Tend to alter their patterns of consumption in favor of products that are durable, easy to repair, non-polluting in their manufacture and use, energy-efficient, functional and aesthetic.
Tend to shift their diets away from highly processed foods, meat, and sugar toward foods that are more natural, healthy, simple, and appropriate for sustaining the inhabitants of a small planet.
Tend to reduce undue clutter and complexity in their personal lives by giving away or selling those possessions that are seldom used and could be used productively by others (clothing, books, furniture, appliances, tools, etc.) Tend to use their consumption politically by boycotting goods and services of companies whose actions or policies they consider unethical.
Tend to recycle metal, glass, and paper and to cut back on consumption of items that are wasteful of non-renewable resources. Tend to pursue a livelihood that directly contributes to the well-being of the world and enables a person to use more fully his or her creative capacities in ways that are fulfilling.
Tend to develop personal skills that contribute to greater self-reliance and reduce dependence upon experts to handle life's ordinary demands (for example, basic carpentry, plumbing, appliance, repair, gardening, crafts, etc.)
Tend to prefer smaller-scale, more human-sized living and working environments that foster a sense of community, face-to-face contact, and mutual caring.
Tend to alter male-female roles in favor of non-sexist patterns of relationship.
Tend to appreciate the simplicity of nonverbal forms of communication - the eloquence of silence, hugging and touching, the language of the eyes.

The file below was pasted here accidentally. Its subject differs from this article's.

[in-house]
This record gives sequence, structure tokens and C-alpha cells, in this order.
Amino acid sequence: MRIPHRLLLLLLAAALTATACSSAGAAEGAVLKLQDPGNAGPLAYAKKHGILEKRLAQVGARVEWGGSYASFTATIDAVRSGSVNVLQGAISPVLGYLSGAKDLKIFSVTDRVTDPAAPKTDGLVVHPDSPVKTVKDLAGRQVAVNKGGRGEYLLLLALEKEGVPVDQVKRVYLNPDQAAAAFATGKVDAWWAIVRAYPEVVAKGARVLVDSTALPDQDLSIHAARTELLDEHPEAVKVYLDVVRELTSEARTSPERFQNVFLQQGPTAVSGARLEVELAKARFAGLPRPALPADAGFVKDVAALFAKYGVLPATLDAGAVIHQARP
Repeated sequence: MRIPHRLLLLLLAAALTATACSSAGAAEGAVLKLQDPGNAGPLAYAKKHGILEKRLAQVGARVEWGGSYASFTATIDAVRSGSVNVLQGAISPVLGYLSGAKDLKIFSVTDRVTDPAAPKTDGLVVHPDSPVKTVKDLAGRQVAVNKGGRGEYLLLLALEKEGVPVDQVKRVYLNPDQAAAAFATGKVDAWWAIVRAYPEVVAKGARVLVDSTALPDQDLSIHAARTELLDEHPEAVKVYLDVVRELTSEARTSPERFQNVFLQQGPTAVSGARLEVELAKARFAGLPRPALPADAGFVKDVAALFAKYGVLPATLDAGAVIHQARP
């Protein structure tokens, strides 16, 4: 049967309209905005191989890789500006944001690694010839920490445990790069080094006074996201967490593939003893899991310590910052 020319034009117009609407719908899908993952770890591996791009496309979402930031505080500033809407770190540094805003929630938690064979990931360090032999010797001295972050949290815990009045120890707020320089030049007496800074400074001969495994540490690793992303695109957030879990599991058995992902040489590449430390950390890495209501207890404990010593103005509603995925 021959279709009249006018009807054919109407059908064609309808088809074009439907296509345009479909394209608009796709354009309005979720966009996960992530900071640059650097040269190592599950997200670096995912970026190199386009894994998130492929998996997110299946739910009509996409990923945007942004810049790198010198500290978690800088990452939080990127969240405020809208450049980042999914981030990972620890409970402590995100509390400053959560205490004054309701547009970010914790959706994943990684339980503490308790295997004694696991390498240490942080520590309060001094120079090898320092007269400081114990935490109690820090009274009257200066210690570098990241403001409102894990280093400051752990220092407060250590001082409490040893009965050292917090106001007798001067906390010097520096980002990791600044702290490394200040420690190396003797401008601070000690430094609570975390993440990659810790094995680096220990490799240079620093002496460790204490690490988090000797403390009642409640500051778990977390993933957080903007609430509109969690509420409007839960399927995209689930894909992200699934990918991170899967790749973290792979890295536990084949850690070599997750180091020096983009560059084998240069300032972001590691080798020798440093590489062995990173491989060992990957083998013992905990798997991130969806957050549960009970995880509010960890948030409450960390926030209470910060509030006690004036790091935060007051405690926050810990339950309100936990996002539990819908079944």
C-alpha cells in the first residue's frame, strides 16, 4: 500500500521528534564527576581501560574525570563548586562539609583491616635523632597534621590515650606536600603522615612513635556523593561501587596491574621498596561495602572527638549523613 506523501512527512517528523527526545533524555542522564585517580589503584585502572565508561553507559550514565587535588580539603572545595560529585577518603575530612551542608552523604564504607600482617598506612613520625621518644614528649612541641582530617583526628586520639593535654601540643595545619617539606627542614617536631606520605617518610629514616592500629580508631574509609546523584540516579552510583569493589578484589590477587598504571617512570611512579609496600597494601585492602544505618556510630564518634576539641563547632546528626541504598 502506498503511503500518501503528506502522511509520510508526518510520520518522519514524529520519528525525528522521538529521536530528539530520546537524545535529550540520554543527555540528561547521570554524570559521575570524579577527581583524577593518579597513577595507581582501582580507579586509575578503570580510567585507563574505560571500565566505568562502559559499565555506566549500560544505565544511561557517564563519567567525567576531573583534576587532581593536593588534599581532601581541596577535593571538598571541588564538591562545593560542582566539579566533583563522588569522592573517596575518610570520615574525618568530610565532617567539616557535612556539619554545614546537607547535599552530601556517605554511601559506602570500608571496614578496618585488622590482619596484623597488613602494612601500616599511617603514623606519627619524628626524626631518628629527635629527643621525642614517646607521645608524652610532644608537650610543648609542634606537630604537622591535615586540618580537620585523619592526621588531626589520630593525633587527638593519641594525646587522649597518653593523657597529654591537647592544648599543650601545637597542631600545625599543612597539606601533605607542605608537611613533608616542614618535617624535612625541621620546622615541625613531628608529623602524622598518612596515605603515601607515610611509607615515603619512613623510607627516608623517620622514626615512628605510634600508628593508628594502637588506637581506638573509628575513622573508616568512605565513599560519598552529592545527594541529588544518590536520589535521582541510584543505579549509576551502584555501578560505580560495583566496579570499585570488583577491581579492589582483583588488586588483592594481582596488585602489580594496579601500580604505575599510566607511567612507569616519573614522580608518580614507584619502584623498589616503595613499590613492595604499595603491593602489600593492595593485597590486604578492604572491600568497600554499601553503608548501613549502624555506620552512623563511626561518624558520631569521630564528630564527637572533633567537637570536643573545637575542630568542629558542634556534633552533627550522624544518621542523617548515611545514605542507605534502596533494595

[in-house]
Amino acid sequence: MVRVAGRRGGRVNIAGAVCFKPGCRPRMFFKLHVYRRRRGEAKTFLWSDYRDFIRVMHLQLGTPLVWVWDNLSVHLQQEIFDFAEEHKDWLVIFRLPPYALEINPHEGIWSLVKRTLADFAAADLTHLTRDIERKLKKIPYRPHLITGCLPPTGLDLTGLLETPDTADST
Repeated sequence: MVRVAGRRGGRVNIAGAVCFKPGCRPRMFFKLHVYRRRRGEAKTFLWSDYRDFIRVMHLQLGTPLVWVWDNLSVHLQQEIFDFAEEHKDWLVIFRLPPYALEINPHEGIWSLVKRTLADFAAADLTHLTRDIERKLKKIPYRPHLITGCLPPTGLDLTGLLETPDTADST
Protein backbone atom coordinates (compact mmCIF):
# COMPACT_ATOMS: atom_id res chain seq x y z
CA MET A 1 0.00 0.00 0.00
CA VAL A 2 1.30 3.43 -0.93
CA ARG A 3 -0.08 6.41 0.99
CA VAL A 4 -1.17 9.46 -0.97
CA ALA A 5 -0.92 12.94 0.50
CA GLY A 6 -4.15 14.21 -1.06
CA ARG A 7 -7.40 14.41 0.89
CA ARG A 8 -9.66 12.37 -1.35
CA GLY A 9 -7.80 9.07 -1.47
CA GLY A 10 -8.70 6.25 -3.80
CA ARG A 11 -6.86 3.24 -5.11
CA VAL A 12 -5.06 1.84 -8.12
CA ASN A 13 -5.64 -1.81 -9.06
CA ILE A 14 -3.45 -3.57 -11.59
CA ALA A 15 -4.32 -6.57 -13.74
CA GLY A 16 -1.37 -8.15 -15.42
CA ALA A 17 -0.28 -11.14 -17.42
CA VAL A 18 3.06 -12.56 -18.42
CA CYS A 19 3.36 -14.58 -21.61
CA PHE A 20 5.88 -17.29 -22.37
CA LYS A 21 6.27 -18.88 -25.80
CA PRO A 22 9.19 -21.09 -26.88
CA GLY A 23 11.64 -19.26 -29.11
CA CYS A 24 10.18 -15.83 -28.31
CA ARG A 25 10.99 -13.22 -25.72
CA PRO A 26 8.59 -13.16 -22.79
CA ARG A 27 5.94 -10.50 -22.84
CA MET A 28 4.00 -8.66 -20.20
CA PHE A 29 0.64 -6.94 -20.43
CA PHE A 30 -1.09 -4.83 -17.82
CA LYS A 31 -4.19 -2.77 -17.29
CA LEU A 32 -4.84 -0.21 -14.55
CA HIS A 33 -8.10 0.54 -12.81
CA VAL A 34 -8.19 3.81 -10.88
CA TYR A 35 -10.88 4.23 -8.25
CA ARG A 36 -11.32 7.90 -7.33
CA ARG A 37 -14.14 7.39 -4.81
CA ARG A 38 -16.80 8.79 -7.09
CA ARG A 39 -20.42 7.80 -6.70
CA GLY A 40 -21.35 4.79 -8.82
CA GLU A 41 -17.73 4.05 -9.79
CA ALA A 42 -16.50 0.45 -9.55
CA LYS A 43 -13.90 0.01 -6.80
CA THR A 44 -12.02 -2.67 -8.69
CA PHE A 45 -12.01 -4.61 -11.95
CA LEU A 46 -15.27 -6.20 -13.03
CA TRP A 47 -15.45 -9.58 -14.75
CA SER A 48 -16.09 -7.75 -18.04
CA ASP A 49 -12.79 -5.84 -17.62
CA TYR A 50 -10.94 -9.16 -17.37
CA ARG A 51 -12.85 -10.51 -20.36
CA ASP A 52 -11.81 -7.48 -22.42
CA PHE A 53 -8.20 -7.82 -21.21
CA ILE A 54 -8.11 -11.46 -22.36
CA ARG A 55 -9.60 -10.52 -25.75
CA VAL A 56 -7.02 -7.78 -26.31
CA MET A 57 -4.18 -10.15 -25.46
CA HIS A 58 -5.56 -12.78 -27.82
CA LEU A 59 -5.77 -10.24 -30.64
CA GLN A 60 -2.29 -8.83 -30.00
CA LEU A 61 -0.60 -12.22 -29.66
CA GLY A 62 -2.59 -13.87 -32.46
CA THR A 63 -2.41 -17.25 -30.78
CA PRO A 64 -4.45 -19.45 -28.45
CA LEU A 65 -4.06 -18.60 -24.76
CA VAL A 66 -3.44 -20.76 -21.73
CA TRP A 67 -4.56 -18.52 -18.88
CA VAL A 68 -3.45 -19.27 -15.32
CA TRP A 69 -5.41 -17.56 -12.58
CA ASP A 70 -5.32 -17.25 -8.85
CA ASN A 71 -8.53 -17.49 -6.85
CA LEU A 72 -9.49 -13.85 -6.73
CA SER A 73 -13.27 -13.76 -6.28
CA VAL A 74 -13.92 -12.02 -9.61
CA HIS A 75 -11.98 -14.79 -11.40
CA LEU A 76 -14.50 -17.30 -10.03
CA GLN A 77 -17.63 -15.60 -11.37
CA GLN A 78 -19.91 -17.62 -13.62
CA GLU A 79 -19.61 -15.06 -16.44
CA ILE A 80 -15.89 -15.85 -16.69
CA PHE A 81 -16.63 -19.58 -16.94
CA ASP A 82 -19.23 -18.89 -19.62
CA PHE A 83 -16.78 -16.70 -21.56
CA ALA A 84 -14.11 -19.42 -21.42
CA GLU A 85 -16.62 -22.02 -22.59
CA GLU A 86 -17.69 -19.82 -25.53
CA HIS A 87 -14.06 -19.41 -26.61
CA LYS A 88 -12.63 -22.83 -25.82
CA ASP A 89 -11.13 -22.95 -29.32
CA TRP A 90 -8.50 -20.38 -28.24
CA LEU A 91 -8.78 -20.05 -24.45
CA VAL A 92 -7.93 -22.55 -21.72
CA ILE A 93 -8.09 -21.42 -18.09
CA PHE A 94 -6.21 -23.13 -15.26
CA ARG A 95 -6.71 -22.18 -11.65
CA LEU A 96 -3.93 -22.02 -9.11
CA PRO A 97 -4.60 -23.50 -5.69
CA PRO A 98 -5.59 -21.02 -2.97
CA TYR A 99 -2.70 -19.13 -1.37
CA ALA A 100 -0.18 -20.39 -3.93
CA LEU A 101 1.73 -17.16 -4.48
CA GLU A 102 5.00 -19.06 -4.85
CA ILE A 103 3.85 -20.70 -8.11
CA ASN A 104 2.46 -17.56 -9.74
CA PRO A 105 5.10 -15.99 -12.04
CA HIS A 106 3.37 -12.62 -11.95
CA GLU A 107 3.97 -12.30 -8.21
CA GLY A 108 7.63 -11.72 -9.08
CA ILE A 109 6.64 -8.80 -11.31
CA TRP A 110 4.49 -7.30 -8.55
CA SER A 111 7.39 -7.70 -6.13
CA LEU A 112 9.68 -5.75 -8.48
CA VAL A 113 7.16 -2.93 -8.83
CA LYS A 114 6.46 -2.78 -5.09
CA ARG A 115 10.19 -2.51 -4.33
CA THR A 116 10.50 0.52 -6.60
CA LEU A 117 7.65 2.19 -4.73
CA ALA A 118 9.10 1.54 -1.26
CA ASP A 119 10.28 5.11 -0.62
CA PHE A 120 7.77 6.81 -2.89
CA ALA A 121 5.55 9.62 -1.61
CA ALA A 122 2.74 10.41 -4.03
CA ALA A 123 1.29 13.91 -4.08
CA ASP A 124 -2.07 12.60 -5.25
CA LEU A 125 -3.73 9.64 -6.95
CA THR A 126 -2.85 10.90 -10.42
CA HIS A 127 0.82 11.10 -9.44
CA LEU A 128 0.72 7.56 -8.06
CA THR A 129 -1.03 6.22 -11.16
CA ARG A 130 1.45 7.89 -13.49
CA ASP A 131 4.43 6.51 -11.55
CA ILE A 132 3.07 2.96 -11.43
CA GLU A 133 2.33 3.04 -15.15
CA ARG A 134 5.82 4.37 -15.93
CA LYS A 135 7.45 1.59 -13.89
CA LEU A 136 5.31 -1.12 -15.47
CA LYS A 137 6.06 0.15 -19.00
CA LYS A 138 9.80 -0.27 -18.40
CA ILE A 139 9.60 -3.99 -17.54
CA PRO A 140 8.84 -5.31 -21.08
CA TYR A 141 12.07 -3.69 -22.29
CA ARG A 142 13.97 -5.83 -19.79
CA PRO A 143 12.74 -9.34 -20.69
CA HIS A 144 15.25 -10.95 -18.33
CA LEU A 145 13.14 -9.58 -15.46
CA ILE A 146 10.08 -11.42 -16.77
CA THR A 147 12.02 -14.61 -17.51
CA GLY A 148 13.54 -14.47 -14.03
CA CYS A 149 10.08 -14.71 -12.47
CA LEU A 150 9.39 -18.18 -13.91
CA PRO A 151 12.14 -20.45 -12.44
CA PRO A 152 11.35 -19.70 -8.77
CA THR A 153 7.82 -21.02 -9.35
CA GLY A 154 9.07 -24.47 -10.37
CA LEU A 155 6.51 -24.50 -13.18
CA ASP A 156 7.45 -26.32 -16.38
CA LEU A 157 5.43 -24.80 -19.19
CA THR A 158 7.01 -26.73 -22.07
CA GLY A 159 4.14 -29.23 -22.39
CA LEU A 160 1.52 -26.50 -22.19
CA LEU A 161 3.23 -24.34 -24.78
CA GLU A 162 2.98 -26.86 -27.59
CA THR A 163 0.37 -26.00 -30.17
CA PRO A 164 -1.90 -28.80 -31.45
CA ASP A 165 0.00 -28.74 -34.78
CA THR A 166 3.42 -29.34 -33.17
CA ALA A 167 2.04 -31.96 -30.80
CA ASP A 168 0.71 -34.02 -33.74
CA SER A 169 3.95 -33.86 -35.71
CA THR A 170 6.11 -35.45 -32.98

Tend to participate in holistic health-care practices that emphasize preventative medicine and the healing powers of the body when assisted by the mind.
Tend to involve themselves with compassionate causes, such as protecting rain forests and saving animals from extinction, and tend to use non-violent means in their efforts.
Tend to change transportation modes in favour of public transportation, car-pooling, smaller and more fuel-efficient autos, living closer to work, riding a bike and walking.
Because there is a tendency to emphasis the external changes that characterize simpler living, it is important to reiterate that this approach to life is intended to integrate both inner and outer aspects of existence into a satisfying and purposeful whole."
"Our problems are man-made - therefore, they can be solved by man. And man can be as big as he wants. No problem of human destiny is beyond human beings. Man's reason and spirit have often solved the seemingly unsolvable, and we believe they can do it again. For in the final analysis, our most basic common link is that we all inhabit this small planet. We all breathe the same air. We all cherish our children's future. And we are all mortal."
"Someone who does not draw strength from himself and who is incapable of finding the meaning of his life within himself will...seek the map to his own orientation somewhere outside himself--in some ideology, organization, or society, and then, however active he may appear to be, he is merely waiting, depending. He waits to see what others will do, or what roles they will assign to him, and he depends on them--and if they don't do anything or if they botch things, he succumbs to disillusion, despair, and ultimately, resignation."